But sales were slow in the early 1990s for Audi, and it didn’t trade many of these expensive sedans. But their extreme competence, stout build quality and ability to easily take on modifications – allowing them to outpace their countrymen – have made these sedans legendary. With a strong fan base, you’d expect a lot of pristine examples out there. But coming across a sleeper like this ’95 happens fairly infrequently:

CLICK FOR DETAILS: 1995 Audi S6 on eBay

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Feature Listing: 1986 Volkswagen Quantum GL Syncro Wagon with 43,000 Miles

In the mid-1980s, Volkswagen aimed its market sights upwards and tried to gain more traction in a niche market by offering…well, more traction. Starting in 1986, Volkswagen partnered with Steyr-Damiler-Puch and made a unique alternative to corporate partner Audi’s quattro drivetrain utilizing a viscous center differential. Puch was also responsible for design and manufacturing of the T3 Vanagon Syncro, which used a different viscous coupling system because of the rear-drive platform and nature of the Vanagon. In addition to the transmission of power forwards, the T3 also offered a rear differential lock while both center and front were viscous.

But in 1986, there was a third option. Because the Volkswagen Quantum (née Passat) shared nearly all of its internal architecture with the B2 Audis, fitment of the quattro setup from the Quattro and 4000S/CS quattro was possible – so Volkswagen did it. As there was no Audi B2 Avant, Volkswagen offered the new Quantum quattro – also badged Syncro – in Wagon form, and only in wagon form. This meant that there was no competition crossover between the 4000 quattro and Quantum Syncro in the U.S. market. The Quantum also continued to run smaller 4x100mm hubs versus the Audi, which allowed it to utilize the same “snowflake” Avus wheels borrowed from the GTI. Pricing was on par with period 4000 quattros, though – base price was $15,645, but equip the Quantum similarly to the standard 4000 with power windows, mirrors, locks and sunroof and you’d quickly crest $17,000 – about $4,000 more dear than a standard GL5. Unlike the 4000, Quantum Syncro Wagons came standard only with power steering, brakes, cruise control and air conditioning. You had to opt-in the power package to get the other items.

That made the Quantum Syncro Wagon very much more expensive than, say, a Subaru GL 4WD Wagon or the Toyota Tercel SR5 4WD Wagon. But both of those cars were part-time 4WD; in order to get a car with similar build quality and seamless drive of all wheels, you’d need to pony up a staggering $30,000 for the Audi 5000CS quattro Avant. Volkswagen only brought over 2,500 1986s, making them a rare treat to see today. But the condition which this particular 1986 appears in is staggering:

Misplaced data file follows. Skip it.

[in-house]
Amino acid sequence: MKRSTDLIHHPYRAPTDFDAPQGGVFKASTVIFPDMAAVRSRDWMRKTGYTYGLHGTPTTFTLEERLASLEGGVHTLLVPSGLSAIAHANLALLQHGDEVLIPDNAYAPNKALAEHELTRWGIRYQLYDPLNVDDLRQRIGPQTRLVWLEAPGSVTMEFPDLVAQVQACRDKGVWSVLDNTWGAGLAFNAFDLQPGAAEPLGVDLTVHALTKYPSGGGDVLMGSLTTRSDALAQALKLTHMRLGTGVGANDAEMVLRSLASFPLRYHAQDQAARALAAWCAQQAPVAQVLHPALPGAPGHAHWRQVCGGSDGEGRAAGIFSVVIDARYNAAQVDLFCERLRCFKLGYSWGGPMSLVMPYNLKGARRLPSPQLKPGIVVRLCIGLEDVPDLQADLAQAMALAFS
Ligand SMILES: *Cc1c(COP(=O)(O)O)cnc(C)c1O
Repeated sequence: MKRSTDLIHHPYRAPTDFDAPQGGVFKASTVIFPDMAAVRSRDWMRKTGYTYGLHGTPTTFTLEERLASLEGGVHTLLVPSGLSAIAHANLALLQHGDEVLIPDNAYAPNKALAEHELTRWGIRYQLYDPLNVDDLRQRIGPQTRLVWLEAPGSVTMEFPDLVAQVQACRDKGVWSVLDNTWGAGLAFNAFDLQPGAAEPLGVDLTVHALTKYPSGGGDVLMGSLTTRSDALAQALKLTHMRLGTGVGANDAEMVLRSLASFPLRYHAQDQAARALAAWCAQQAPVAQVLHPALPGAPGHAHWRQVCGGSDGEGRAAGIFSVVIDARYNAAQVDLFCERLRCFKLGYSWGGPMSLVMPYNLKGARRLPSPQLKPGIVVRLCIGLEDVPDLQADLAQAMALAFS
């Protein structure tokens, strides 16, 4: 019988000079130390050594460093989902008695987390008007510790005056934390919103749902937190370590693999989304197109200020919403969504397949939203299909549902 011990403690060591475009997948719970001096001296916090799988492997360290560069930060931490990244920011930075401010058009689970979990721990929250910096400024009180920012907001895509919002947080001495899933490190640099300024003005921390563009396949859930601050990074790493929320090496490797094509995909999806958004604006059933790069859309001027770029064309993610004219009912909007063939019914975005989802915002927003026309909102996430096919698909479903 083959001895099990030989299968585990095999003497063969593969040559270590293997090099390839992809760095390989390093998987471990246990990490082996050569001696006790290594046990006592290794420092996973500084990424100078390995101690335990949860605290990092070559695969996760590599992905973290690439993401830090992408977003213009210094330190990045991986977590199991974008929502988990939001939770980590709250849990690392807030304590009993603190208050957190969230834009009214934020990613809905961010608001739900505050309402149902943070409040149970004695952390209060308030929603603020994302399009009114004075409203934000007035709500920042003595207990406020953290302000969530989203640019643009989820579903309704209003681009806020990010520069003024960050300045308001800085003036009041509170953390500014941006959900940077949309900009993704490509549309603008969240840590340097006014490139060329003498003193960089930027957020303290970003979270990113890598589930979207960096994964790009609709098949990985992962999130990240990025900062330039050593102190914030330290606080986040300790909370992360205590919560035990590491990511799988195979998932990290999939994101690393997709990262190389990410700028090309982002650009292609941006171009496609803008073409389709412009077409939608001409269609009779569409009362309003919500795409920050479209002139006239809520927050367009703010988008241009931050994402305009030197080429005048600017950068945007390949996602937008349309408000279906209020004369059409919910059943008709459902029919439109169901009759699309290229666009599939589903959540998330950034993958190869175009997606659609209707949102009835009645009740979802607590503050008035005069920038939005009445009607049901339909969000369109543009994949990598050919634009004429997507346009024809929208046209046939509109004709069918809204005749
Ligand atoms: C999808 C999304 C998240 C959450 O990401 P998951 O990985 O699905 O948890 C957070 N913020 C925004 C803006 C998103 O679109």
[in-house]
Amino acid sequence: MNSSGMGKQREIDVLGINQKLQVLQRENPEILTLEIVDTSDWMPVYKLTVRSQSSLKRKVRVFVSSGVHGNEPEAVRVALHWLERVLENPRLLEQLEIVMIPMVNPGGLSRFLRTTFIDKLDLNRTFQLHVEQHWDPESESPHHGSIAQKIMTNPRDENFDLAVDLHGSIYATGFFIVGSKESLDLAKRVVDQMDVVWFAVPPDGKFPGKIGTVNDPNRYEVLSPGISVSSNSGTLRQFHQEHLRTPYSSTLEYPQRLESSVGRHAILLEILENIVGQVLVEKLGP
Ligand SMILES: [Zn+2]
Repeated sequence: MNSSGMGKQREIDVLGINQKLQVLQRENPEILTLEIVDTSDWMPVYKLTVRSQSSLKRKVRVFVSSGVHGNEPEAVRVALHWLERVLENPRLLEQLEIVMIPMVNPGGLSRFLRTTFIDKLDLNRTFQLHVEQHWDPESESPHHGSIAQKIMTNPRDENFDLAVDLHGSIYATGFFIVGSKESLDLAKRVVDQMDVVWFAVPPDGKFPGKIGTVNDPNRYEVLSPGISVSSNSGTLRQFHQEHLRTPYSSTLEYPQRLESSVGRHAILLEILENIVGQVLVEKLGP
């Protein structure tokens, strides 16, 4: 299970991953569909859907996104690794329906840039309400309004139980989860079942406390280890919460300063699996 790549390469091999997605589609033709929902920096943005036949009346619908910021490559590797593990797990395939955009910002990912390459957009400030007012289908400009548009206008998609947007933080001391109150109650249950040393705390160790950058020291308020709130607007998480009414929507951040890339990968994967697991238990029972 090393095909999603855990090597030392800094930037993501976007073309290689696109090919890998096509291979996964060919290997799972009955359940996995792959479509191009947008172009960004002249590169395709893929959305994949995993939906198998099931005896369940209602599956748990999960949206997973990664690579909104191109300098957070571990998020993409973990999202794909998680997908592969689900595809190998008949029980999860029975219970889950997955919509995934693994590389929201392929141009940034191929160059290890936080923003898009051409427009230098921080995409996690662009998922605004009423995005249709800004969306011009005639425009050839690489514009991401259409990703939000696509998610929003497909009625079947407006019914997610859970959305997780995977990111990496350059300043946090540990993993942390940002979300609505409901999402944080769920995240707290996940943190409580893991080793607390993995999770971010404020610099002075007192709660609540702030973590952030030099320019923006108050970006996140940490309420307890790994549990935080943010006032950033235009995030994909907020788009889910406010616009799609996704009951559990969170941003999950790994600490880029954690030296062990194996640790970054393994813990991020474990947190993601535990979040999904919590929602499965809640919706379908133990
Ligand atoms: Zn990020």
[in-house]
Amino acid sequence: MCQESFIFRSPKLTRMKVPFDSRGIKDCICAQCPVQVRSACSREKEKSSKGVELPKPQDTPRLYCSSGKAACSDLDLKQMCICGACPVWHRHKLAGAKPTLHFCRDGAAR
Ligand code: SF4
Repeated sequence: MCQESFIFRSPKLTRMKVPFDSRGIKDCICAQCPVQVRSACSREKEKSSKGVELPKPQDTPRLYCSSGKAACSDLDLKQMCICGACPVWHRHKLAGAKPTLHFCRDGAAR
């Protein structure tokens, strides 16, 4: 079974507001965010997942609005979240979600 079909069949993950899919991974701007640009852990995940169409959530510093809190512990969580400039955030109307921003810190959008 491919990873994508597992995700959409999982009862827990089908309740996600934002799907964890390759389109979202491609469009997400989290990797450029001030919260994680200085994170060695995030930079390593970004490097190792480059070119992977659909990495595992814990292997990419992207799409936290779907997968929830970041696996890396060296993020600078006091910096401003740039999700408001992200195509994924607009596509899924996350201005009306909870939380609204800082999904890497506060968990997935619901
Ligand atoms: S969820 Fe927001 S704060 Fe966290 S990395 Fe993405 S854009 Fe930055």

CLICK FOR DETAILS: Email seller of 1986 Volkswagen Quantum Syncro Wagon

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Double Take: 2003 Audi S6 Avant

I’ll be honest. There are only two reasons I’m looking at these 2003 Audi S6 Avants – their colors. Seemingly 90% of the S6 Avants that came to the United States were Silver, Silverer, or Black. As a result, it’s somewhat of a celebration to look at the more inspired tones. And there were a few; you could, for example, opt for Amulet Red, a striking deep crimson. You could get Audi’s signature Pearlescent White Metallic, one of the few extra-cost options on the S6. Or you could go with one of today’s two tones: LY5X Aqua Blue Pearl Effect or LZ6X Goodwood Green Pearl Effect.

Both are pretty stunning colors in their own right, but in each case here the transform the S6 Avant to another level of desirability. And in both cases here, the condition is outstanding and well documented; both sellers claim theirs to be one of the best in the U.S., and both are probably right. So which is the one to get?

CLICK FOR DETAILS: 2003 Audi S6 Avant on eBay

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Double Take: 1995 Audi S6

There are quite a few collector cars out there that we talk about often. In most cases, instead of being ahead of the trendsetters, enthusiasts are left lamenting how cars that are now worth capital could once be bought for pennies. Name the classic that you grew up with, and for the most part really nice examples will be priced out of the reach of many. Because of this, often those that can afford these classics at top-dollar wouldn’t dream of daily driving them.

But there are still bastions of hope for those who want a special car that can be driven daily but will be quite unique and in good shape, yet remain within a reasonable budget. Sound too good to be true? These twin 1995 S6s spooling up their AAN 20V turbocharged inline-5s beg to differ:

CLICK FOR DETAILS: 1995 Audi S6 on eBay

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Roll the Dice: 2002 Audi S6 Avant